As they did during the anti-collective bargaining debate in 2011, many Michigan workers traveled to Wisconsin this week to join demonstrations against the “right-to-work” initiative. Among them was Jonathan Byrd, a construction worker and LIUNA union member, who told ThinkProgress that he sees the current onslaught of bills as another chapter in the fraught history of the labor movement in the Midwest. “People fought for the rights we have now. Some gave up their lives, and other sacrificed their families,” he said. “So I hope folks wake up and appreciate that, because if they don’t wake up we’re going to lose it. We’re already seeing the erosion of workers’ rights.”
Byrd says that for himself and many other Michigan workers, the worst impacts of “right-to-work” are still to come. That’s because they’re still operating on contracts negotiated before the law went into place. But as those contracts expire over the next few months and years, “we’ll have less rights going forward, and be less able to bargain,” he said.
Additionally, a study by Michigan State University found “right-to-work” laws have had a negative impact on workplace safety. Researchers reported that the 24 states that have such laws have 34 percent higher rate of deaths on the job in the construction industry.
“Right now we have classes on safety, how to be more productive, how to make sure the job is done right the first time, and how to fix the mistakes,” Byrd explained. “The union fees pay for these programs, which create a skilled workforce at no cost to the taxpayer. But when we become ‘right-to-work,’ some folks won’t pay their fair share of the training cost and we’ll be in danger of losing that.”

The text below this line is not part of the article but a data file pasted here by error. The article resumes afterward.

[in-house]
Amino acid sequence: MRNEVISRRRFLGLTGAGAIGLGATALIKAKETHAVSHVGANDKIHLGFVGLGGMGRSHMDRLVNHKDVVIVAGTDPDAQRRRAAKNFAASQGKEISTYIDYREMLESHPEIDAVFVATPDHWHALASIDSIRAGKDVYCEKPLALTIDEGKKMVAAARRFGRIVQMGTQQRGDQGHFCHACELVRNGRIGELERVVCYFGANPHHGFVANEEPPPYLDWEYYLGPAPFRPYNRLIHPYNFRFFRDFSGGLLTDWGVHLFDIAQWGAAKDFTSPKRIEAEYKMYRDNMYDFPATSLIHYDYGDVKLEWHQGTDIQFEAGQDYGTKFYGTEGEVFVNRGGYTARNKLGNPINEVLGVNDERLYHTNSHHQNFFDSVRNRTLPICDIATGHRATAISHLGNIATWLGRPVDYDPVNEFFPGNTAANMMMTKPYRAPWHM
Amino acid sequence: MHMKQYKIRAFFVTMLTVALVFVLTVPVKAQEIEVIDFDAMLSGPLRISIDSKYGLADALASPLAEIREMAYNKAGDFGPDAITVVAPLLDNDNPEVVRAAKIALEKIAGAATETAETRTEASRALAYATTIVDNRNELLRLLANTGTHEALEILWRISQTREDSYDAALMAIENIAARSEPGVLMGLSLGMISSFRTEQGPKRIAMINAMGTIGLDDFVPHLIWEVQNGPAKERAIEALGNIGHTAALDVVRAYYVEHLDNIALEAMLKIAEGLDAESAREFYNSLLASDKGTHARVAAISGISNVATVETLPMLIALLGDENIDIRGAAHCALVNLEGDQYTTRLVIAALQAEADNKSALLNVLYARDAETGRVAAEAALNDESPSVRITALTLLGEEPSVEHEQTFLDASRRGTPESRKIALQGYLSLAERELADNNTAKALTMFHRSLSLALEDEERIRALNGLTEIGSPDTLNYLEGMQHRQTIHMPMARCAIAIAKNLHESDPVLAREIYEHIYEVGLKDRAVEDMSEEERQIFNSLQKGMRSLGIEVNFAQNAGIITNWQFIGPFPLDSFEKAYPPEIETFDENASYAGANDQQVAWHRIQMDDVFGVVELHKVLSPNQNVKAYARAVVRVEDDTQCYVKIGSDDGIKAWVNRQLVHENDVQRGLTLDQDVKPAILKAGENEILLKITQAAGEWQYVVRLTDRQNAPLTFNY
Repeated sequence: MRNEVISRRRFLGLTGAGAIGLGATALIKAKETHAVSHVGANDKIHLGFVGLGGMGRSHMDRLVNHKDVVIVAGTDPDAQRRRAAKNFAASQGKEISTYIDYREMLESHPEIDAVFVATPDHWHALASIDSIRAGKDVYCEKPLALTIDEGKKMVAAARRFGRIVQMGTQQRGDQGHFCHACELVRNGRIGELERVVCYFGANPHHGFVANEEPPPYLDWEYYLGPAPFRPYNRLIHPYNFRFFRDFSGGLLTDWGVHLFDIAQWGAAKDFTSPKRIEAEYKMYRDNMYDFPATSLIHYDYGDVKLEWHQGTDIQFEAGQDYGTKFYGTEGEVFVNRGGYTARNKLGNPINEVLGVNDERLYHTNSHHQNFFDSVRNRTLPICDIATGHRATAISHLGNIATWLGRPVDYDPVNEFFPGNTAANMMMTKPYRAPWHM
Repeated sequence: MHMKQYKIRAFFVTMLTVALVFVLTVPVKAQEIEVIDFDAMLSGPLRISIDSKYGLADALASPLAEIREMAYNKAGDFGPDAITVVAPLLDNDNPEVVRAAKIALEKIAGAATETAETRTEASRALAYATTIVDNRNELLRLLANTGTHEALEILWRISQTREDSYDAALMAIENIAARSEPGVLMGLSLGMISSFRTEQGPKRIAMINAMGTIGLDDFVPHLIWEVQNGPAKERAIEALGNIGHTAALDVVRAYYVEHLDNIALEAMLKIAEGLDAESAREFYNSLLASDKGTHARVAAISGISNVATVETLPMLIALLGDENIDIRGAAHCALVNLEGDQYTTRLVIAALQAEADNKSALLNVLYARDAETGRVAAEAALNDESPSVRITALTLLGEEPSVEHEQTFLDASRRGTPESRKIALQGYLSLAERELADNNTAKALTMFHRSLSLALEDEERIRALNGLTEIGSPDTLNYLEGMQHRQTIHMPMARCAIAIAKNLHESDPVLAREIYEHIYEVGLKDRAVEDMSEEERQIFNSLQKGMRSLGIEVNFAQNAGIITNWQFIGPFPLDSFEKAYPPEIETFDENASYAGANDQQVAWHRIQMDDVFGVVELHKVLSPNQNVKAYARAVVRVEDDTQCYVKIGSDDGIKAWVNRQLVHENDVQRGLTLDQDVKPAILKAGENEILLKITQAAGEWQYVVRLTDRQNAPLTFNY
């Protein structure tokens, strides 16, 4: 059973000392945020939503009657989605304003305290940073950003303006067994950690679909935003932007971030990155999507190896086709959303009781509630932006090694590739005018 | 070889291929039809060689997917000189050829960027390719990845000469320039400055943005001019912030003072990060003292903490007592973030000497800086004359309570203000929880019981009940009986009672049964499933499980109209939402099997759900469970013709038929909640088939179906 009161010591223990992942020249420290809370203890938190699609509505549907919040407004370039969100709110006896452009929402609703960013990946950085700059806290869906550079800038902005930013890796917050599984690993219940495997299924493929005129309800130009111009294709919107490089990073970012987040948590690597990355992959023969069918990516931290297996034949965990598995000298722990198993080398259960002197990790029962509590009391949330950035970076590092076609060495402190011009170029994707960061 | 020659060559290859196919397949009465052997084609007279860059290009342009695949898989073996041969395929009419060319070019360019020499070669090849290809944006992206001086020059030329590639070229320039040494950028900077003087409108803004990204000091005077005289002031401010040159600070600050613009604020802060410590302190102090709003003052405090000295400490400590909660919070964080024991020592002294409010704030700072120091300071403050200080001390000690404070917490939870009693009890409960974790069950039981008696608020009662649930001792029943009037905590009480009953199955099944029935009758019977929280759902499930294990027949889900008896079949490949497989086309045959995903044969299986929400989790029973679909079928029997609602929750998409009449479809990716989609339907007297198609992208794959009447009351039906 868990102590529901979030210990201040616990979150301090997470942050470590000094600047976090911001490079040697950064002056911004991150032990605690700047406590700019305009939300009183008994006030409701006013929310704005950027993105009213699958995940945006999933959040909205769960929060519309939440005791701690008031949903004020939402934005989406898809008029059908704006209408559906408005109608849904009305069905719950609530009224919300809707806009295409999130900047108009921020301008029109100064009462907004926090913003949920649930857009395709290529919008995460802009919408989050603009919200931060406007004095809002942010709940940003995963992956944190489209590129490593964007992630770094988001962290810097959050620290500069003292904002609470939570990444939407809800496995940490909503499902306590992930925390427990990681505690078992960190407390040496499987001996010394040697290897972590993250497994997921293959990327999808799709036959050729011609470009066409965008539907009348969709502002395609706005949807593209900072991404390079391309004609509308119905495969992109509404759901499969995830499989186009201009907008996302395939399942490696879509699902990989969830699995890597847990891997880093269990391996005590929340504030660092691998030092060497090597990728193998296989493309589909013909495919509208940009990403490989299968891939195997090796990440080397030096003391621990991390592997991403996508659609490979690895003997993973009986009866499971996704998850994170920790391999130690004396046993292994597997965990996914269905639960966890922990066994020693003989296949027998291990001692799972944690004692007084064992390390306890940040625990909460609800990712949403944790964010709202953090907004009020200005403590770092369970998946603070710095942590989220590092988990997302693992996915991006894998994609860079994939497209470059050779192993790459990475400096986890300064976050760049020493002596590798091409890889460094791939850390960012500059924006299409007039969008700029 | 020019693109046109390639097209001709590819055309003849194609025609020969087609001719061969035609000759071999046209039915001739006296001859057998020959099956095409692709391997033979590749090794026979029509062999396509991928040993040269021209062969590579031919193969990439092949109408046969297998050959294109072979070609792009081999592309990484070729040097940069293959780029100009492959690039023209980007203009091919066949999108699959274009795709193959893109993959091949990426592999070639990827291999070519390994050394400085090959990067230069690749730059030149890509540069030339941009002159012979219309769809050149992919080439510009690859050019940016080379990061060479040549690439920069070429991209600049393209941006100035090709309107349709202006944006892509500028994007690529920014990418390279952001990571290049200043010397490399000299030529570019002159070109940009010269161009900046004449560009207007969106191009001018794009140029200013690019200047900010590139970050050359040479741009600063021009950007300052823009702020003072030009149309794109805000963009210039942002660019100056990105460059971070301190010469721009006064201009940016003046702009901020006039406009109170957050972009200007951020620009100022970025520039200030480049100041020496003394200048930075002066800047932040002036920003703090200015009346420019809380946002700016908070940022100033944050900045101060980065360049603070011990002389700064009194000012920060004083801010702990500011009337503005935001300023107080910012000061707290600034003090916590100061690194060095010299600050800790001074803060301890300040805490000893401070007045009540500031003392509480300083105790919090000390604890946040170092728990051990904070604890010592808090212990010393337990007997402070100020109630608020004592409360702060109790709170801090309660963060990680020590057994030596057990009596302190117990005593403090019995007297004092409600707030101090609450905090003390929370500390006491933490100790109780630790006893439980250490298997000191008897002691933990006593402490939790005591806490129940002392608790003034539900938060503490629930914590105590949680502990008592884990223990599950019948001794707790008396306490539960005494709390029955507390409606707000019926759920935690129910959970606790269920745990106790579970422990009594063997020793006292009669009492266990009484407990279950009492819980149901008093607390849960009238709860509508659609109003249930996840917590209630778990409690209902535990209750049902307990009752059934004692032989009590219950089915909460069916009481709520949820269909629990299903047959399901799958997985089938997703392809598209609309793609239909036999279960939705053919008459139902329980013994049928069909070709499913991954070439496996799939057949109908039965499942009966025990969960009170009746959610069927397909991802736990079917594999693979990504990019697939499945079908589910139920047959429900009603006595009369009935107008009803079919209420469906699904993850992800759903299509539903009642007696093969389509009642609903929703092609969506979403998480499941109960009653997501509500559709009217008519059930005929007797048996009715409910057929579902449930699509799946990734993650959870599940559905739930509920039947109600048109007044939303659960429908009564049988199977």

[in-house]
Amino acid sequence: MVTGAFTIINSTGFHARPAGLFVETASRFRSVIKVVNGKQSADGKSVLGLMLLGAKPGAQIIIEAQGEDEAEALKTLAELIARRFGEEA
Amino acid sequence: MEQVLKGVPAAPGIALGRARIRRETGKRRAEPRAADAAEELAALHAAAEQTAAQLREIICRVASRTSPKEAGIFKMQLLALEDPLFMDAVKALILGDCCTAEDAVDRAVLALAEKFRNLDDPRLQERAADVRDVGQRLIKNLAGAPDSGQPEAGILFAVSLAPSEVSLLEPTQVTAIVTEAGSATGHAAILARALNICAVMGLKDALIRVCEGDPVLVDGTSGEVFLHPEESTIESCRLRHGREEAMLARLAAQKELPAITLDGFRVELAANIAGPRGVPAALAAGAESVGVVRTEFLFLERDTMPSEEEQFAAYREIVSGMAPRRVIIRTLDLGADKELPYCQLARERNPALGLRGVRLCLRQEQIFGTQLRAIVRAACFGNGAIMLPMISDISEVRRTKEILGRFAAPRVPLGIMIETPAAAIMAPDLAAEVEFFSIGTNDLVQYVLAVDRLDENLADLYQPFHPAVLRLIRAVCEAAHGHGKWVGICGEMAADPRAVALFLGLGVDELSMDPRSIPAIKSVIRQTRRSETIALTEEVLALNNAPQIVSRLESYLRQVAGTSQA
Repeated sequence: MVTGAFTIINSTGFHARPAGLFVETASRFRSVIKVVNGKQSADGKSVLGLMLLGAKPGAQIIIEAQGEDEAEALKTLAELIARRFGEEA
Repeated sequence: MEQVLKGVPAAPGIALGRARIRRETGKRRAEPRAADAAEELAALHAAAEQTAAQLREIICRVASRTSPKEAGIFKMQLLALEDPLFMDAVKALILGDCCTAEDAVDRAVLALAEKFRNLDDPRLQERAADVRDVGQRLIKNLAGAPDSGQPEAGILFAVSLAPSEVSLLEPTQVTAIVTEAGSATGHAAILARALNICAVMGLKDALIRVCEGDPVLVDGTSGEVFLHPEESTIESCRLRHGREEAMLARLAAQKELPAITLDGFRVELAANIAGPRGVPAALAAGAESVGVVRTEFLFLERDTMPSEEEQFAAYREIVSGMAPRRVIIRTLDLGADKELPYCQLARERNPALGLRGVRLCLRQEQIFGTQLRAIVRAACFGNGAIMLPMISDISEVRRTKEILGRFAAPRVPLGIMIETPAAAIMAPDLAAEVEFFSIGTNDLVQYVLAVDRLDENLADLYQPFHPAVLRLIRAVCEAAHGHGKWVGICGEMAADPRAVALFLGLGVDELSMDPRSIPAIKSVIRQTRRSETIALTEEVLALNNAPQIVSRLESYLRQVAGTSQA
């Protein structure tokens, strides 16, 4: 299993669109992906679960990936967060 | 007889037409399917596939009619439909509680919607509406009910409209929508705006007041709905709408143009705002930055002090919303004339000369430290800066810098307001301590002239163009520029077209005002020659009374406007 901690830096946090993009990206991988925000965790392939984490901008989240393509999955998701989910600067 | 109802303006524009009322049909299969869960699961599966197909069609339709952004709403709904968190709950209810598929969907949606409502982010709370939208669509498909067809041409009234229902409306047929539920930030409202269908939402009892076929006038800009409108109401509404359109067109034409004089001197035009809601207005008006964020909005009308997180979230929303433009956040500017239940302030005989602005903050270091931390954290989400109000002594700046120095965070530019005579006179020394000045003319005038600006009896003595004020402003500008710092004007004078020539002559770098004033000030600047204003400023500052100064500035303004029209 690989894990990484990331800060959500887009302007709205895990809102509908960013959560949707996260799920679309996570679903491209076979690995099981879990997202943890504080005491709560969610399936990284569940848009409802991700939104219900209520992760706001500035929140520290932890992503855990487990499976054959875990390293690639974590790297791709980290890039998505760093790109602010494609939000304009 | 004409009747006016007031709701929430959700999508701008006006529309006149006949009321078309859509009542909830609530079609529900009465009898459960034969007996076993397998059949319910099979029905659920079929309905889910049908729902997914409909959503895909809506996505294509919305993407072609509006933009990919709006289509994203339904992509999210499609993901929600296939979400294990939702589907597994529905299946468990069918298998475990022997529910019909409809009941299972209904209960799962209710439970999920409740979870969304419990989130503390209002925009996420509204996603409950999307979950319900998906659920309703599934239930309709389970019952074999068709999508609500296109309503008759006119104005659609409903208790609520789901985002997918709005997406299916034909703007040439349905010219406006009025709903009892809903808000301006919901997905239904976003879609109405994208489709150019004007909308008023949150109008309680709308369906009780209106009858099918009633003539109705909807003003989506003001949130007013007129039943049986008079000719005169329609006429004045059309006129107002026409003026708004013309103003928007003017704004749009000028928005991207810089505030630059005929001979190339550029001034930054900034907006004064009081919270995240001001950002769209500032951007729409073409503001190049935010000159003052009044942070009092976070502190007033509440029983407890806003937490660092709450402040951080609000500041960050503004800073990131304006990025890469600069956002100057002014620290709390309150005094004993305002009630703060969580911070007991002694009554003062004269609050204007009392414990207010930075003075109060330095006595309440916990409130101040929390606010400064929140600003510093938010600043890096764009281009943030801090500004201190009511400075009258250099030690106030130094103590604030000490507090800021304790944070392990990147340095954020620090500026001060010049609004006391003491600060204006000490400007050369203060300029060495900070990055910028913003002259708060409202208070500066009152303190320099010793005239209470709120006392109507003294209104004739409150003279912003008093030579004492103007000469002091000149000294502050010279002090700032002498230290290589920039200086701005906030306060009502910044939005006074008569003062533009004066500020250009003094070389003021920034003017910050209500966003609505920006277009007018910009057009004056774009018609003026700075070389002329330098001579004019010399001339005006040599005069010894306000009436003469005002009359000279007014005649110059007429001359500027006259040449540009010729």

Unlike in Michigan, Wisconsin’s bill would take effect immediately upon the governor’s signature, with no “grace period” for management and unions to extend their current contracts.
Later this year, the United Auto Workers’ contract with the so-called “Big Three” car companies in Michigan will expire, and the renegotiated contract will allow tens of thousands of workers to opt out of paying dues. Ford plant employee and longtime UAW member Dora Rodriguez-Sharkey told ThinkProgress she fears losing the rights and benefits her union has worked to secure over the years.
“I love working in a closed union shop,” she said. “It solidifies the quality of everyone’s right to equal pay. If you see something wrong, like health or safety issues, you have the right to report it and don’t have to worry about repercussions from management, and you know it’s going to be investigated. I like knowing if that I have a question about our work environment I can ask it.”
Rodriguez-Sharkey was one of hundreds of workers who packed into the Michigan capitol in 2012 and were subsequently sprayed with mace and throwing out of the building as the legislature held a fast-track debate on the “right-to-work” bill.
“Being locked out of your own House, that was messed up and totally wrong,” she said. “I hope and pray the same thing doesn’t happen in Wisconsin. I hope that folks there continue to stand strong and stick up for themselves, and even though I’m pretty disheartened, I hope we find a way to overturn it here. I’m not willing to give up yet.”